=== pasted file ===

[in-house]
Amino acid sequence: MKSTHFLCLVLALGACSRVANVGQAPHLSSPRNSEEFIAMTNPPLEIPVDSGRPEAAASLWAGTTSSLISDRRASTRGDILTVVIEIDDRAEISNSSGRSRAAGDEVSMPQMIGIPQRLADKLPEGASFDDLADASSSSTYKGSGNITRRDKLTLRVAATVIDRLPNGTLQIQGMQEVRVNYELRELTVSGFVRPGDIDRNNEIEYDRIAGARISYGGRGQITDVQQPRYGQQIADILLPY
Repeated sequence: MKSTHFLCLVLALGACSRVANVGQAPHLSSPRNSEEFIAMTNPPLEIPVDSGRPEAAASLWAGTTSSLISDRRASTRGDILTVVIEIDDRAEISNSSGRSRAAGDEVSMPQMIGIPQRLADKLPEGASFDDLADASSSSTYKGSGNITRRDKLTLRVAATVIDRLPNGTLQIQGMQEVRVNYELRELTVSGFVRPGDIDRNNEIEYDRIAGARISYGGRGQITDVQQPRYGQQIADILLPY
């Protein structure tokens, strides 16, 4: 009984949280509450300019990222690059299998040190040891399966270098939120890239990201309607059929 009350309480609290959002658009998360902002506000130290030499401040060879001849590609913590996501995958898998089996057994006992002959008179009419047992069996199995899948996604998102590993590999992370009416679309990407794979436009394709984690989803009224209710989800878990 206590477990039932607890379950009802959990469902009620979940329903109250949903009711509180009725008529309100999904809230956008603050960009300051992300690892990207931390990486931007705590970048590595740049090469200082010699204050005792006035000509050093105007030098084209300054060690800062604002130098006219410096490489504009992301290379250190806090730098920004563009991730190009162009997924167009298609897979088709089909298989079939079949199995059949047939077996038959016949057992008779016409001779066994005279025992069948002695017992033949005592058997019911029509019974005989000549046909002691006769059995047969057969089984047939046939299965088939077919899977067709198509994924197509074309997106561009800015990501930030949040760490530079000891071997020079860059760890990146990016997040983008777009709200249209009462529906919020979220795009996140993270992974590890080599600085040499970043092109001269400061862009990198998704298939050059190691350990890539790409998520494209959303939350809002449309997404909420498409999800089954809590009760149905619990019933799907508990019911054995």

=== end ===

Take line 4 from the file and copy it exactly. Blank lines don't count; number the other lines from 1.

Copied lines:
């Protein structure tokens, strides 16, 4: 009984949280509450300019990222690059299998040190040891399966270098939120890239990201309607059929 009350309480609290959002658009998360902002506000130290030499401040060879001849590609913590996501995958898998089996057994006992002959008179009419047992069996199995899948996604998102590993590999992370009416679309990407794979436009394709984690989803009224209710989800878990 206590477990039932607890379950009802959990469902009620979940329903109250949903009711509180009725008529309100999904809230956008603050960009300051992300690892990207931390990486931007705590970048590595740049090469200082010699204050005792006035000509050093105007030098084209300054060690800062604002130098006219410096490489504009992301290379250190806090730098920004563009991730190009162009997924167009298609897979088709089909298989079939079949199995059949047939077996038959016949057992008779016409001779066994005279025992069948002695017992033949005592058997019911029509019974005989000549046909002691006769059995047969057969089984047939046939299965088939077919899977067709198509994924197509074309997106561009800015990501930030949040760490530079000891071997020079860059760890990146990016997040983008777009709200249209009462529906919020979220795009996140993270992974590890080599600085040499970043092109001269400061862009990198998704298939050059190691350990890539790409998520494209959303939350809002449309997404909420498409999800089954809590009760149905619990019933799907508990019911054995």